Published Oct 10, 2014


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Daniel Rojas-Tapias

Oriana Ortega Sierra

Diego Rivera Botía

Ruth Bonilla



We studied the preservation of Azotobacter chroococcum C26 using three dry polymers: carrageenin, sodium alginate, and HPMC, using a method of accelerated degradation. Bacterial viability, as response variable, was measured at three temperatures in four different times, which was followed by calculation of bacterial degradation rates. Results showed that temperature, time of storage, and protective agent influenced both viability and degradation rates (P<0.05). We observed, using the Arrhenius thermodynamic model, that the use of polymers increased the activation energy of bacterial degradation compared to control. We obtained thermodynamic models for each polymer, based on the Arrhenius equation, which predicted the required time for thermal degradation of the cells at different temperatures. Analysis of the models showed that carrageenin was the best polymer to preserve A. chroococcum C26 since ~ 900 days are required at 4 ºC to reduce its viability in two log units. We conclude, therefore, that long-term preservation of A. chroococcum C26 using dry polymers is suitable under adequate preservation and storage conditions.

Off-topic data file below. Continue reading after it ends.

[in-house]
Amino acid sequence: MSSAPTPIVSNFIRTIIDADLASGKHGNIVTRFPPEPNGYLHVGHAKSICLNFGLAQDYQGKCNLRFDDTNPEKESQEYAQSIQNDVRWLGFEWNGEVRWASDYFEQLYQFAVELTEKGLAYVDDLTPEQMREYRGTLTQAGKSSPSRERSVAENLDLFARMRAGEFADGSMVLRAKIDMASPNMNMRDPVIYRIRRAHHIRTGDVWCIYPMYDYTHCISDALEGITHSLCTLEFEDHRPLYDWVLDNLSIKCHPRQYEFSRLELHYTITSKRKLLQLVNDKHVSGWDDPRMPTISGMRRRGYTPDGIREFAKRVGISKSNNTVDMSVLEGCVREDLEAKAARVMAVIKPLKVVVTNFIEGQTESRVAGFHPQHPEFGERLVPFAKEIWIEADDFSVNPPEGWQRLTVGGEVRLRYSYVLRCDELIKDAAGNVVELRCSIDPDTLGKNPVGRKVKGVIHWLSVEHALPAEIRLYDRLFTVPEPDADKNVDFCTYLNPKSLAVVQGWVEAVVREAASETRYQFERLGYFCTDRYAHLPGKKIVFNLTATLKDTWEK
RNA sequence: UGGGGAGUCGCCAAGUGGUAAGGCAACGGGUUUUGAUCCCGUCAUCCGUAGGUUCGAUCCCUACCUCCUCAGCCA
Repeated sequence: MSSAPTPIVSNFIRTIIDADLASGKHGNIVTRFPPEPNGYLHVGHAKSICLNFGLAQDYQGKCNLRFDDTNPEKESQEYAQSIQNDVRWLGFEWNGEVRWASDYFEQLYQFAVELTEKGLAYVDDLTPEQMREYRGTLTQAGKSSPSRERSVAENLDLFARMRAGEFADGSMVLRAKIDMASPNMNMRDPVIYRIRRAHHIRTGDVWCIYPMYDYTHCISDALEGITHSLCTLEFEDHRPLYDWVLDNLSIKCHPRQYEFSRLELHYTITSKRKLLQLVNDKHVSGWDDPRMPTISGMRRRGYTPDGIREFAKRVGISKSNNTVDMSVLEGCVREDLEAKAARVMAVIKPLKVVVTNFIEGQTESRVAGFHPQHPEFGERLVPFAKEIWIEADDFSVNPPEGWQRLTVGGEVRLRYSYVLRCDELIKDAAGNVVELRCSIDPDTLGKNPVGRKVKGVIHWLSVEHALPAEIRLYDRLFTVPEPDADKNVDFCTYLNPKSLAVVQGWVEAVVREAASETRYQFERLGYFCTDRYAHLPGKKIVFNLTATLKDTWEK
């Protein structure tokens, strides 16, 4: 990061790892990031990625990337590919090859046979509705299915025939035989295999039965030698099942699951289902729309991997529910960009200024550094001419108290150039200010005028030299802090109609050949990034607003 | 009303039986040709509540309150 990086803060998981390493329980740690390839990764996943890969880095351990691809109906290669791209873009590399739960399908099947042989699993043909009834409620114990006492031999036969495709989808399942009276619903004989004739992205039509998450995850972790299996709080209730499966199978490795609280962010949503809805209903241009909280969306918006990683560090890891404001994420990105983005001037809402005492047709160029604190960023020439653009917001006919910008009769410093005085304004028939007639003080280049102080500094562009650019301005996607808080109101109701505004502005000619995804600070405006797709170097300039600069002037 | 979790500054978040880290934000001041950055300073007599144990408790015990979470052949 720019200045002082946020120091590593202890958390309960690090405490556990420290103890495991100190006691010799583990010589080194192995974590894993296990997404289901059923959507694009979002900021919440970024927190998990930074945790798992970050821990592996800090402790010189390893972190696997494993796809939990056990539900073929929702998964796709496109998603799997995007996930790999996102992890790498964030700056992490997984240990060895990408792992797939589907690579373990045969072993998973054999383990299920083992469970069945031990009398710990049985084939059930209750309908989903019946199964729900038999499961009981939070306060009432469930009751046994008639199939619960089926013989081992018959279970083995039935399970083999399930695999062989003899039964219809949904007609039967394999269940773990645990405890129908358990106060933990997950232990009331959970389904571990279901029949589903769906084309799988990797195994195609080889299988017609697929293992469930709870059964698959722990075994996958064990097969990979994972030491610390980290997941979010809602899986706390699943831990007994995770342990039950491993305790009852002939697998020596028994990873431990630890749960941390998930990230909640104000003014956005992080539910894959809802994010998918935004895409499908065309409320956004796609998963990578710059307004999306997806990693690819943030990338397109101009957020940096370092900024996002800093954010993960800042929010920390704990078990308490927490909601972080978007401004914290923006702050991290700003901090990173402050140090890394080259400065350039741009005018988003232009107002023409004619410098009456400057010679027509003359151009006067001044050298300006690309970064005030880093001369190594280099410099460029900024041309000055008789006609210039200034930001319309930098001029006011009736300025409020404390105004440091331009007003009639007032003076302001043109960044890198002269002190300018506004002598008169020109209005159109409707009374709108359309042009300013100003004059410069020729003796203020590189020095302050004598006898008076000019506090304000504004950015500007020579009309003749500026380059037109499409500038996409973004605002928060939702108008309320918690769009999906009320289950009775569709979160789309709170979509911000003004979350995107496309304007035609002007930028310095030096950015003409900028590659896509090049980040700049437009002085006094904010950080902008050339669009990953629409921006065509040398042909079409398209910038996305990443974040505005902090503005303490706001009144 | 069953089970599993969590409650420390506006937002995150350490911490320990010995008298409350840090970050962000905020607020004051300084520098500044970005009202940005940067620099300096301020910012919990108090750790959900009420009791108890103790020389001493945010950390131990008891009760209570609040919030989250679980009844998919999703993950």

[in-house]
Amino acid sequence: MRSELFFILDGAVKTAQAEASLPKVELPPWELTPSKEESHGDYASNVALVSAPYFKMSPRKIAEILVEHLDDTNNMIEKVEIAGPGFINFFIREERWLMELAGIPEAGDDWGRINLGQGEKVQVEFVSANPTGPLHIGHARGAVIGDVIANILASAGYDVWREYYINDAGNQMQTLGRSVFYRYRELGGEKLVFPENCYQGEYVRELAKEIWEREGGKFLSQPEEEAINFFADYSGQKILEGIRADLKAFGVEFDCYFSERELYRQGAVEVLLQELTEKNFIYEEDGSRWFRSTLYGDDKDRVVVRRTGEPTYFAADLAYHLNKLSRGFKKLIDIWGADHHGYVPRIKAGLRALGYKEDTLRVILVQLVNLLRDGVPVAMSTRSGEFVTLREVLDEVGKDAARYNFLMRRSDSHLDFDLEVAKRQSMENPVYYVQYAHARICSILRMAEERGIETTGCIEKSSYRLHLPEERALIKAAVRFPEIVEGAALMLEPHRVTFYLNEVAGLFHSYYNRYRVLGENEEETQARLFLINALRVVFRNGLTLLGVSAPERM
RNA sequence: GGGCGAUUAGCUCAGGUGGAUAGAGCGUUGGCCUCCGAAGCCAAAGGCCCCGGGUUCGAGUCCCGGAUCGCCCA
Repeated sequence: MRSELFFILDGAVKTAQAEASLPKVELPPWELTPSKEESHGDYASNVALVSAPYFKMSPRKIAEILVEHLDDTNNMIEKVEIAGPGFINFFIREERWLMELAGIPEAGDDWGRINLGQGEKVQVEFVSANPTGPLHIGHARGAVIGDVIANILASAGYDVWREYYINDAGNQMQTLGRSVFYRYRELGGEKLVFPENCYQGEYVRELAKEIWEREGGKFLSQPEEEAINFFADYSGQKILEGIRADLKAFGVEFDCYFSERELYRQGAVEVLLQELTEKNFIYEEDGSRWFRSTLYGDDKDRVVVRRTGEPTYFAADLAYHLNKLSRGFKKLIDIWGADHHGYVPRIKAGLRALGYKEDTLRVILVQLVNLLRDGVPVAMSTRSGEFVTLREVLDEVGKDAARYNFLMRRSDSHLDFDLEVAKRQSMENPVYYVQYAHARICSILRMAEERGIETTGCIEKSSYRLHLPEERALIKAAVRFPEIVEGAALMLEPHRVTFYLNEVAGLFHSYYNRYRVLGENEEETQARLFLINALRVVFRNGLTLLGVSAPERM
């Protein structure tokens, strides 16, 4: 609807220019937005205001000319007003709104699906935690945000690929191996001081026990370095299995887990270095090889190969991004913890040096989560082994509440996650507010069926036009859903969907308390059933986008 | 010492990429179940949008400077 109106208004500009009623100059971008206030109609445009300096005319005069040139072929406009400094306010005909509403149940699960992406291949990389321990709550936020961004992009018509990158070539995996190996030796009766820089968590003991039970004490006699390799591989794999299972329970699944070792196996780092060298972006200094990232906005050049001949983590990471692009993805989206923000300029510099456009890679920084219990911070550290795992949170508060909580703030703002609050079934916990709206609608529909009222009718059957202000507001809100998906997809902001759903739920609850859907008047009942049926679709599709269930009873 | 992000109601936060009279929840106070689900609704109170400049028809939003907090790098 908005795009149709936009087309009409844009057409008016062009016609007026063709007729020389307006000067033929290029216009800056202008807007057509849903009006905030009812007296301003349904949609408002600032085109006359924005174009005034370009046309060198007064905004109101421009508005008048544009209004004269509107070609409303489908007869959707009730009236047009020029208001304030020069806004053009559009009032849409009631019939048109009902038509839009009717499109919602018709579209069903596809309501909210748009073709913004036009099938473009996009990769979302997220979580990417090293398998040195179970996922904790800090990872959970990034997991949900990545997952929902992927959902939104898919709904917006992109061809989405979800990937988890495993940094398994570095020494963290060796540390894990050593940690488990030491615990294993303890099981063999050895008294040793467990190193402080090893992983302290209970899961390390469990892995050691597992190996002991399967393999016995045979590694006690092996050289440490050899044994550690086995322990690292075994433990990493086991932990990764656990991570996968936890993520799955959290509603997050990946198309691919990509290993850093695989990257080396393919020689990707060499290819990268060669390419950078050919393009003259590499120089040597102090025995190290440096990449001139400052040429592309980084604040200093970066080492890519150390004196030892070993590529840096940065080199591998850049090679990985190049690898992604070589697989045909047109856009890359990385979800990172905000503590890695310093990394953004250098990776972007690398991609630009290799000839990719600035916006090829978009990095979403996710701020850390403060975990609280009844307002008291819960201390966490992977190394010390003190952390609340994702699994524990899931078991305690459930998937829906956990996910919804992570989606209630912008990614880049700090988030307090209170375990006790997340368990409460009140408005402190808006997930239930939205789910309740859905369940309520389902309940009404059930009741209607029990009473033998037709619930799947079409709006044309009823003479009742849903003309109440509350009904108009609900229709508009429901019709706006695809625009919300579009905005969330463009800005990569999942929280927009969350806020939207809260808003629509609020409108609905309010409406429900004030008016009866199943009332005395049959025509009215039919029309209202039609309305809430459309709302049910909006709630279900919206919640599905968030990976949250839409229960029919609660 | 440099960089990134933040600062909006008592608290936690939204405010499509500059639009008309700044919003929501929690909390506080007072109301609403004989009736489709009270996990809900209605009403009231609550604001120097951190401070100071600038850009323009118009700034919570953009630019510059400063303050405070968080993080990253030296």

bacterial preservation, Arrhenius equation, Azotobacter chroococcum, polymers

How to Cite
Rojas-Tapias, D., Ortega Sierra, O., Rivera Botía, D., & Bonilla, R. (2014). Preservation of Azotobacter chroococcum vegetative cells in dry polymers. Universitas Scientiarum, 20(2), 201–207.
Applied Microbiology

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